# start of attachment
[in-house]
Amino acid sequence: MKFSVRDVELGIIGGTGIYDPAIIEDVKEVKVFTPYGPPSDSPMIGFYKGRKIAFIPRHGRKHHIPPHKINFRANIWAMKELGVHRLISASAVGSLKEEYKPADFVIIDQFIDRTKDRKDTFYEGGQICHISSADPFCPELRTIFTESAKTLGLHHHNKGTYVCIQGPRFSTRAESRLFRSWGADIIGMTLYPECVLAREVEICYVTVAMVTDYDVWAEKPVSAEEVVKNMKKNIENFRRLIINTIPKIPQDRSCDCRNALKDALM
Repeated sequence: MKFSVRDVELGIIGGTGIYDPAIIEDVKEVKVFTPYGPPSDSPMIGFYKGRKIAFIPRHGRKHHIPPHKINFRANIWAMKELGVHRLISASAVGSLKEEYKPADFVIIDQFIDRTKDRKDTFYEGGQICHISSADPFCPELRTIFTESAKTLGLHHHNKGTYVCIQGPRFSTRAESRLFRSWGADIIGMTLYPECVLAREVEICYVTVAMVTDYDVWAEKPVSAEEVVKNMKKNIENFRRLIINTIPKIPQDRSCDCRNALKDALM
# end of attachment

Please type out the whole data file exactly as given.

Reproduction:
[in-house]
Amino acid sequence: MKFSVRDVELGIIGGTGIYDPAIIEDVKEVKVFTPYGPPSDSPMIGFYKGRKIAFIPRHGRKHHIPPHKINFRANIWAMKELGVHRLISASAVGSLKEEYKPADFVIIDQFIDRTKDRKDTFYEGGQICHISSADPFCPELRTIFTESAKTLGLHHHNKGTYVCIQGPRFSTRAESRLFRSWGADIIGMTLYPECVLAREVEICYVTVAMVTDYDVWAEKPVSAEEVVKNMKKNIENFRRLIINTIPKIPQDRSCDCRNALKDALM
Repeated sequence: MKFSVRDVELGIIGGTGIYDPAIIEDVKEVKVFTPYGPPSDSPMIGFYKGRKIAFIPRHGRKHHIPPHKINFRANIWAMKELGVHRLISASAVGSLKEEYKPADFVIIDQFIDRTKDRKDTFYEGGQICHISSADPFCPELRTIFTESAKTLGLHHHNKGTYVCIQGPRFSTRAESRLFRSWGADIIGMTLYPECVLAREVEICYVTVAMVTDYDVWAEKPVSAEEVVKNMKKNIENFRRLIINTIPKIPQDRSCDCRNALKDALM